The three seasons Browns quarterback Brian Hoyer spent as a reserve for the Patriots from 2009 to 2011 did not transform him into a clone of New England signal-caller Tom Brady.
But it appears some of the positive qualities of Brady — who’s won three of the five Super Bowls he’s been to in his career — rubbed off on Hoyer, who is preparing to face the Saints in Cleveland on Sunday.
“I think in a way you can see similarities with (Brady’s and Hoyer’s) smarts,” said Saints safety Jairus Byrd, who played in nine games against the Patriots between 2009 and 2013 before signing with New Orleans in March. “Their decision-making ... (is a) similarity.”
All of which begins to hint at why Hoyer could be a tricky match-up for a Saints defense that was No. 2 against the pass in 2013, but then gave up the most net yards (445) in the NFL in Week 1 of the 2014 campaign in a season-opening loss at Atlanta on Sept. 7.
A native of the Cleveland area, the 28-year-old Hoyer heads into his showdown versus the Saints with three wins in four starts with the Browns, whom he joined in 2013 after both a lifetime of cheering for them. He made his first start in the third regular season game after his arrival, winning that contest as well as the next one, completing 55 of his 92 throws for 590 yards, five touchdowns and three interceptions (all in his debut).
Hoyer would only increase his totals by four passes, two completions and 25 yards prior to tearing the anterior cruciate ligament in his right knee on the second drive of his fourth start, which Cleveland ultimately won. He sat out the rest of the year as the Browns finished 4-12 and fell short of the playoffs for the 11th consecutive season.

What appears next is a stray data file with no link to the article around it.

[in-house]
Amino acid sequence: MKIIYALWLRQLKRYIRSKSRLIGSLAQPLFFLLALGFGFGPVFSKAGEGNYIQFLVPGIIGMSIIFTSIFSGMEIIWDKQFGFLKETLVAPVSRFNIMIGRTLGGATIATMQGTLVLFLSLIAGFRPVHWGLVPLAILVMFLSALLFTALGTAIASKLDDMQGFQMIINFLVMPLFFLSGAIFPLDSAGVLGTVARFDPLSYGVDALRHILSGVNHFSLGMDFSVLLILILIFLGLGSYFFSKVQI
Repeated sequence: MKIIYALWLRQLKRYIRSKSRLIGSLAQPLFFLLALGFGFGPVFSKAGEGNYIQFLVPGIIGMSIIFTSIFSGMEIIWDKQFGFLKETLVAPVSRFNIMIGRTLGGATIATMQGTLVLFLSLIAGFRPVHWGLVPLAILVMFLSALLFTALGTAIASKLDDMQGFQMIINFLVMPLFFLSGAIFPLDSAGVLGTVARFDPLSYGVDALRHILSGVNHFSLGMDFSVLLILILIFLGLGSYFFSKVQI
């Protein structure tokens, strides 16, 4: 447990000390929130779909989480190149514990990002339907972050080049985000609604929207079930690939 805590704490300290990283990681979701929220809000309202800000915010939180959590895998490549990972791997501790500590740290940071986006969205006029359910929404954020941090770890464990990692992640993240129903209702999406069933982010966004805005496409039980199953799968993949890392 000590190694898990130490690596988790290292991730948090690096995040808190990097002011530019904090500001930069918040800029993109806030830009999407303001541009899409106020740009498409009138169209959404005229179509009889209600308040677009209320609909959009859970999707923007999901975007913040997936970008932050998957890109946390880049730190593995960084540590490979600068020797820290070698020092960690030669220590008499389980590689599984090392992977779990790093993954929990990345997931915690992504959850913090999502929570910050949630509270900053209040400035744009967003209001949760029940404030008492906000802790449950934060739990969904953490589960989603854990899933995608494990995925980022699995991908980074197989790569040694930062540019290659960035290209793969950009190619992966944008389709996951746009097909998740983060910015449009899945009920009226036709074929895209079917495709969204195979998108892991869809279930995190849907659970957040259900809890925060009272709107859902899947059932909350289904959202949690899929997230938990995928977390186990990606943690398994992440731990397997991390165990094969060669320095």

Hoyer recovered, but not before Cleveland used a first-round draft selection in May on Texas A&M quarterback Johnny Manziel. Hoyer earned the first-string job at the conclusion of the preseason; but when the Browns found themselves trailing 27-3 in Pittsburgh at halftime last week, it seemed Manziel’s unveiling loomed.
Yet, the Browns stuck with Hoyer, who was 4-of-11 passing for 57 yards at that juncture. He completed 15 of his next 20 passes for 173 yards and led four straight scoring drives as the Browns scored 24 unanswered points to storm back and tie the game at 27. Pittsburgh eventually won on a last-minute field goal.
Nonetheless, quietly, Hoyer emerged from the defeat not having thrown an interception in 99 passing attempts, dating back to the third quarter of his first Browns start. Upon dropping back to pass, he was getting the ball out of his hands in an average 2.59 seconds, according to the website Pro Football Focus.
That was .16 seconds faster than Falcons quarterback Matt Ryan, whose quick throws foiled the Saints’ Week 1 efforts to pressure — or sack — him.
“Matt Ryan ... plays the game the right way at quarterback in my opinion — he gets through his reads and goes through it quick,” Hoyer said this week in a phone call with New Orleans media. “That’s the type of quarterback I feel I can be and am.”
If the Saints don’t want Hoyer to either deliver his best impression of Ryan or extend his pick-less streak, they know they’ll need to cover receivers tighter than they did in Atlanta, which would in turn buy time for the defensive line to rush the QB.
“Covering tighter, he’ll hold the ball,” Vaccaro said. Though he extolled Hoyer’s game-managing abilities, the second-year Saints safety made sure to add, “I expect us to get a lot more pressure this week.”